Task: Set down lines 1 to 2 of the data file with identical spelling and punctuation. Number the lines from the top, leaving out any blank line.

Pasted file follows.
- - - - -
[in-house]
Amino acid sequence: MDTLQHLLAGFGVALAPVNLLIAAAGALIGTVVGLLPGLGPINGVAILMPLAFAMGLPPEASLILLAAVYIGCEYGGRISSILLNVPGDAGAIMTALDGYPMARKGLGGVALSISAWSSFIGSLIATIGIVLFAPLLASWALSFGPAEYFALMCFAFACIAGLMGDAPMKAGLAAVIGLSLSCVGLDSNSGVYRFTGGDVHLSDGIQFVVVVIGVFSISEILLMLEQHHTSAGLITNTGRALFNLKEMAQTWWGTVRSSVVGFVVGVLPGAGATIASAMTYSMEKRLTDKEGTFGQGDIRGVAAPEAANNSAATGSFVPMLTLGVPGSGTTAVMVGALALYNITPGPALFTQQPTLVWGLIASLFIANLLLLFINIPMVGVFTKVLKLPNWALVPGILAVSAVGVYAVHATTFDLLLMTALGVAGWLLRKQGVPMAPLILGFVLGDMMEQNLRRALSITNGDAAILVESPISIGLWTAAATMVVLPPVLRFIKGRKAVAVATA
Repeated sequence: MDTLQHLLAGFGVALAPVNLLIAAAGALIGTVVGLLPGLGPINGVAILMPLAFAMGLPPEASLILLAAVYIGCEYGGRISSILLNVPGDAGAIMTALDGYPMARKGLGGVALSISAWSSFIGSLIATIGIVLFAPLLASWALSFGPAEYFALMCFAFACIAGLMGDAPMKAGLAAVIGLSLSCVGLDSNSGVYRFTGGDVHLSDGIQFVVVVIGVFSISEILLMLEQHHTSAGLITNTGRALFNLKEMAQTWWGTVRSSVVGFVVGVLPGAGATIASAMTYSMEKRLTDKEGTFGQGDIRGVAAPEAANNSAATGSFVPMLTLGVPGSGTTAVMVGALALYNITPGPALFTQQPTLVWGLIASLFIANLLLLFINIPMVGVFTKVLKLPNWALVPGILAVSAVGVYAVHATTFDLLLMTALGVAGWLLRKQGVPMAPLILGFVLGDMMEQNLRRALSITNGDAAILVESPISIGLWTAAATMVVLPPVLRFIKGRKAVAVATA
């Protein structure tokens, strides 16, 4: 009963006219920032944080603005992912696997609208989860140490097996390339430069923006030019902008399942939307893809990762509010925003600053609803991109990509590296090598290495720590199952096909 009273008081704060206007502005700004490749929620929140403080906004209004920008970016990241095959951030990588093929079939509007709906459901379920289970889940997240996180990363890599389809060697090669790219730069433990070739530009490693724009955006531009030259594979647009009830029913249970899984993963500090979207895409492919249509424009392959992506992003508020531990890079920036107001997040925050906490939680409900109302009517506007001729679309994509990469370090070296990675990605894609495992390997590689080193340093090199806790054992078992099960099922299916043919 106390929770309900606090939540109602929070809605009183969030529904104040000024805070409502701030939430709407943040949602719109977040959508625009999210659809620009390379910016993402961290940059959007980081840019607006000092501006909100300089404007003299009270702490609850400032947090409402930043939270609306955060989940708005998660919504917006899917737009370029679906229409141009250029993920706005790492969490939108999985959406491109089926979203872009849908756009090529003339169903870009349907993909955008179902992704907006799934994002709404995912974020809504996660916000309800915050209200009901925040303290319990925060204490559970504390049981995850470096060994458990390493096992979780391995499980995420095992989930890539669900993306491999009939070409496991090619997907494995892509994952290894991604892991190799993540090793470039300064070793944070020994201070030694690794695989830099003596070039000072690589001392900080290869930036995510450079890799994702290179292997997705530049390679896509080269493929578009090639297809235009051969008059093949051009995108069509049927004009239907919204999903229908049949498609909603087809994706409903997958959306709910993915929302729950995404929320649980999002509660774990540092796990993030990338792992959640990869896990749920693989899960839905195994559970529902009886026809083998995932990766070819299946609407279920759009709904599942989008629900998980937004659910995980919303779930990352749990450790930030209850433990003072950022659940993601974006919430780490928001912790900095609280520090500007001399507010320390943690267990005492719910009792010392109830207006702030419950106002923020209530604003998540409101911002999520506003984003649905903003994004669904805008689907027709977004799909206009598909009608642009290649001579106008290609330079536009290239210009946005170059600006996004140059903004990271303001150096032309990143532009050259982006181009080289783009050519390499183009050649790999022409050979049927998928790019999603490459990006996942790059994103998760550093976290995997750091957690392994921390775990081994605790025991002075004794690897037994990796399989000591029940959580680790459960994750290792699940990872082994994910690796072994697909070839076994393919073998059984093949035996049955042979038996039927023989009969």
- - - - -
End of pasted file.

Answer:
[in-house]
Amino acid sequence: MDTLQHLLAGFGVALAPVNLLIAAAGALIGTVVGLLPGLGPINGVAILMPLAFAMGLPPEASLILLAAVYIGCEYGGRISSILLNVPGDAGAIMTALDGYPMARKGLGGVALSISAWSSFIGSLIATIGIVLFAPLLASWALSFGPAEYFALMCFAFACIAGLMGDAPMKAGLAAVIGLSLSCVGLDSNSGVYRFTGGDVHLSDGIQFVVVVIGVFSISEILLMLEQHHTSAGLITNTGRALFNLKEMAQTWWGTVRSSVVGFVVGVLPGAGATIASAMTYSMEKRLTDKEGTFGQGDIRGVAAPEAANNSAATGSFVPMLTLGVPGSGTTAVMVGALALYNITPGPALFTQQPTLVWGLIASLFIANLLLLFINIPMVGVFTKVLKLPNWALVPGILAVSAVGVYAVHATTFDLLLMTALGVAGWLLRKQGVPMAPLILGFVLGDMMEQNLRRALSITNGDAAILVESPISIGLWTAAATMVVLPPVLRFIKGRKAVAVATA